Maximum Segment Size (MSS)

The maximum transmission unit (MTU) is a value indicating the largest number of bytes that can be transmitted in a single TCP packet. The MTU includes the length of headers, so the MTU minus the number of bytes in the headers equals the maximum segment size (MSS), which is the maximum number of data bytes that can be transmitted in a single packet.
A configurable MSS adjustment size (shown below) allows your firewall to pass traffic that has longer headers than the default setting allows. Encapsulation adds length to headers, so you would increase the MSS adjustment size to allow bytes, for example, to accommodate an MPLS header or tunneled traffic that has a VLAN tag.
If the DF (don’t fragment) bit is set for a packet, it is especially helpful to have a larger MSS adjustment size and smaller MSS so that longer headers do not result in a packet length that exceeds the allowed MTU. If the DF bit were set and the MTU were exceeded, the larger packets would be dropped.
PAN-OS 9.0.9 and later 9.0 releases
) You can configure the firewall globally to fragment IPv4 packets that exceed the egress interface MTU, even when the DF bit is set in the packet. Enable this for Layer 3 physical interfaces and IPSec tunnel interfaces using the CLI command
debug dataplane set ip4-df-ignore yes
. Restore the firewall to the default behavior by using the CLI command
debug dataplane set ipv4-df-ignore no
The firewall supports a configurable MSS adjustment size for IPv4 and IPv6 addresses on the following Layer 3 interface types: Ethernet, subinterfaces, Aggregated Ethernet (AE), VLAN, and loopback. The IPv6 MSS adjustment size applies only if IPv6 is enabled on the interface.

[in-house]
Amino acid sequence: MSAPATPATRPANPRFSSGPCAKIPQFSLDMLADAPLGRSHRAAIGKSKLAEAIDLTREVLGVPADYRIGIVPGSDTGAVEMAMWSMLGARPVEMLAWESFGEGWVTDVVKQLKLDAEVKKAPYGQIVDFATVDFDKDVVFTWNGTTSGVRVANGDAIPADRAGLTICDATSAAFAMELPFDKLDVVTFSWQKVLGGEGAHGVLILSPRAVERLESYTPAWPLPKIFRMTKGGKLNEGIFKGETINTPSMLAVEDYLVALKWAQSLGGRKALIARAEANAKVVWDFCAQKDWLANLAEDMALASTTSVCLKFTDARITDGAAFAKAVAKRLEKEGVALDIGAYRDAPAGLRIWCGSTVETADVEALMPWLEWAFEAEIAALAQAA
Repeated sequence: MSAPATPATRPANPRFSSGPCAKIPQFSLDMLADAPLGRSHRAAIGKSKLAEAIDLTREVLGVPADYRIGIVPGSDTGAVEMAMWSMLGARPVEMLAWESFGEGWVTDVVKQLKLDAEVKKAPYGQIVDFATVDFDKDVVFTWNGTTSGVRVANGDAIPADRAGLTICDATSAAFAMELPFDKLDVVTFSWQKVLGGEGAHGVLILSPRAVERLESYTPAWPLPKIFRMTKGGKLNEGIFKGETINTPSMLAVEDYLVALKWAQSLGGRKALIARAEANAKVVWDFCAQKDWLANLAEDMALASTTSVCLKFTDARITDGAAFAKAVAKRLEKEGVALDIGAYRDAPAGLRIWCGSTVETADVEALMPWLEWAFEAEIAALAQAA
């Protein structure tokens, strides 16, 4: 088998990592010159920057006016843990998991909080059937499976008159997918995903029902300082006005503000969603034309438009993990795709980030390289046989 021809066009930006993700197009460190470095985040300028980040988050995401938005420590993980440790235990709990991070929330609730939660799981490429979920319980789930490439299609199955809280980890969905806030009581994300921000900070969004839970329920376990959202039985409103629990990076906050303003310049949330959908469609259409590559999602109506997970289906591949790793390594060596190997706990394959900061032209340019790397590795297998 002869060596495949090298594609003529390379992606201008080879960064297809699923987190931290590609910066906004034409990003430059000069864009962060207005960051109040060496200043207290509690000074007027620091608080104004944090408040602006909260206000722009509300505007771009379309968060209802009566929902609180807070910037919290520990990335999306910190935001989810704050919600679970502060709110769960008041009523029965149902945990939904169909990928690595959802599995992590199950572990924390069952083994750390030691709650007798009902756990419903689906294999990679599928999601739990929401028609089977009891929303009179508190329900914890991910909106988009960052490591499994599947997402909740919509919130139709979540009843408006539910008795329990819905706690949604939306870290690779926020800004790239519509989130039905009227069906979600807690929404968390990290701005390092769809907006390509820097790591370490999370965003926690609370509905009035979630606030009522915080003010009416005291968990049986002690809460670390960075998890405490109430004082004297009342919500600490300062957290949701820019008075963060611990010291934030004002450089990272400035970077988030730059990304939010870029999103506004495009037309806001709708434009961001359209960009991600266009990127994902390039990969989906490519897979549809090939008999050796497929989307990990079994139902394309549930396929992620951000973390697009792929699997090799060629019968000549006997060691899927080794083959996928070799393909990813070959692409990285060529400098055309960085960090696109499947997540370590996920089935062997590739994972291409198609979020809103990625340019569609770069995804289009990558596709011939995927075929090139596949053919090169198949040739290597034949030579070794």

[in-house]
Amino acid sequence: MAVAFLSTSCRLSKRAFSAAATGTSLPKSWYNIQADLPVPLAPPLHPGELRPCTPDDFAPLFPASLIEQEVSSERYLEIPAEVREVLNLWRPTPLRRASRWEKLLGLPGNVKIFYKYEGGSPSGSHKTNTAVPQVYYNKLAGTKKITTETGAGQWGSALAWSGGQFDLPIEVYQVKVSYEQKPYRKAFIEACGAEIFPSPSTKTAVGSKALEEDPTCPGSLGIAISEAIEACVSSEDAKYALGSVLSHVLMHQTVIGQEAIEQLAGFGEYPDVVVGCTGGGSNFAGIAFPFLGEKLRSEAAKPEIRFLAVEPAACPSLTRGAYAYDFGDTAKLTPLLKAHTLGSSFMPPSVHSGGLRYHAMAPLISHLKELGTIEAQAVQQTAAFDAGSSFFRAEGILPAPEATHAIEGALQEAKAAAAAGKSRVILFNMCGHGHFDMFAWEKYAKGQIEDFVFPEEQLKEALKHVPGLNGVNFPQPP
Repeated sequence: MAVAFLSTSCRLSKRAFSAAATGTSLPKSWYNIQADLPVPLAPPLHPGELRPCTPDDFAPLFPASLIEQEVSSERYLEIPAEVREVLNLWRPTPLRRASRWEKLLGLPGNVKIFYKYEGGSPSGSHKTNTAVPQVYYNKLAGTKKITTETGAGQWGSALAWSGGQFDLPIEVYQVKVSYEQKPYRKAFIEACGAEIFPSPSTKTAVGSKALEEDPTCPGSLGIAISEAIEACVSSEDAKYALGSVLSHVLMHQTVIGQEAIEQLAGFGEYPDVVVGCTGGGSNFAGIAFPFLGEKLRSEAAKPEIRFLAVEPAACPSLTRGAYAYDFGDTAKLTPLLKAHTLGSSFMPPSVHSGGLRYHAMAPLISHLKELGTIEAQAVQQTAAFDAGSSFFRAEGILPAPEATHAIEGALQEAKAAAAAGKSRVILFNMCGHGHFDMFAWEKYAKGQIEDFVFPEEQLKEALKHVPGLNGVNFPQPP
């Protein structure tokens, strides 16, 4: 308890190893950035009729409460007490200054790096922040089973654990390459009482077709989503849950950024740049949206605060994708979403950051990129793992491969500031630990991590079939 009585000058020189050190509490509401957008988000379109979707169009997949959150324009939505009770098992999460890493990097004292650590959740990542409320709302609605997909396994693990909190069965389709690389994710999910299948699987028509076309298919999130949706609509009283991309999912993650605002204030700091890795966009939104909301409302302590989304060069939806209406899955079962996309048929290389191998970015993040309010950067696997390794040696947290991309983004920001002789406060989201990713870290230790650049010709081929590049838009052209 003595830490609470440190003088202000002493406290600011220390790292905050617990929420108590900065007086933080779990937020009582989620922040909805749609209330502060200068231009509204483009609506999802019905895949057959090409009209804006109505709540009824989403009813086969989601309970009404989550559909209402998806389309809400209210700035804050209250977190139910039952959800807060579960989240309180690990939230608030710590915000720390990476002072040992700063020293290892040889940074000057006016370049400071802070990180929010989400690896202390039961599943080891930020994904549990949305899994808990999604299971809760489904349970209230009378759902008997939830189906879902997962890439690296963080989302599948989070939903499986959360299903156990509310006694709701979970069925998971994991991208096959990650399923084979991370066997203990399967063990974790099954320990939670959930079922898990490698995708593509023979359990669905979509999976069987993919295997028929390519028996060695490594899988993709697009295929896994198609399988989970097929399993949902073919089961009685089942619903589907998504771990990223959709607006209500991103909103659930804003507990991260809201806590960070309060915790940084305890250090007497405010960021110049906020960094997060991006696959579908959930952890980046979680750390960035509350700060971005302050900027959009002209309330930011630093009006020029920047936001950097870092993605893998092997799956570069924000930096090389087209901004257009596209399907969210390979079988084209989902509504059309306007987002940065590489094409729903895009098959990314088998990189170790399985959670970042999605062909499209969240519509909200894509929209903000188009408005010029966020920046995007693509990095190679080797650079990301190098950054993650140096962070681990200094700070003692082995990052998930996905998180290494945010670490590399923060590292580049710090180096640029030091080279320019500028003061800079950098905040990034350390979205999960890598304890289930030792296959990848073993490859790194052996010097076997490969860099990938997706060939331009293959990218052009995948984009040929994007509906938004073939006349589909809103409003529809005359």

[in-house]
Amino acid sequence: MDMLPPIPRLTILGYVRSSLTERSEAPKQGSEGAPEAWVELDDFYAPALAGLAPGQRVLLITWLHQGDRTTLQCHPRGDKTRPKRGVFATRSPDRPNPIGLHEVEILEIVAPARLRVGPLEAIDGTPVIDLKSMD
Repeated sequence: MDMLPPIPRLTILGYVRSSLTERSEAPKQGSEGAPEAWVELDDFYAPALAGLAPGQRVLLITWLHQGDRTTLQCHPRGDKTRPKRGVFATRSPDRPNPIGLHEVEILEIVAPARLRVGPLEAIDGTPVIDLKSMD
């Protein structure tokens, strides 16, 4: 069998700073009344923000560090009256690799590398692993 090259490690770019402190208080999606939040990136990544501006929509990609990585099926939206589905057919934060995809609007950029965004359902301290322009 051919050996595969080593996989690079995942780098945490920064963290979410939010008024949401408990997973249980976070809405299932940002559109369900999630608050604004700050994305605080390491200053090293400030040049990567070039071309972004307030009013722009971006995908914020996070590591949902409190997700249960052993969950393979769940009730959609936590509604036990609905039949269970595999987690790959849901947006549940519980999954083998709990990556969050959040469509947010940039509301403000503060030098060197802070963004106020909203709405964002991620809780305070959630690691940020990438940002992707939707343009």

If IPv4 and IPv6 are enabled on an interface and the MSS Adjustment Size differs between the two IP address formats, the proper MSS value corresponding to the IP type is used for TCP traffic.
For IPv4 and IPv6 addresses, the firewall accommodates larger-than-expected TCP header lengths. In the case where a TCP packet has a larger header length than you planned for, the firewall chooses as the MSS adjustment size the larger of the following two values:
  • The configured MSS adjustment size
  • The sum of the length of the TCP header (20) + the length of IP headers in the TCP SYN
This behavior means that the firewall overrides the configured MSS adjustment size if necessary. For example, if you configure an MSS adjustment size of 42, you expect the MSS to equal 1458 (the default MTU size minus the adjustment size [1500 - 42]). However, the TCP packet has 4 extra bytes of IP options in the header, so the MSS adjustment size (20+20+4) equals 44, which is larger than the configured MSS adjustment size of 42. The resulting MSS is 1500-44=1456 bytes, smaller than you expected.
To configure the MSS adjustment size, in Configure Session Settings, see 10

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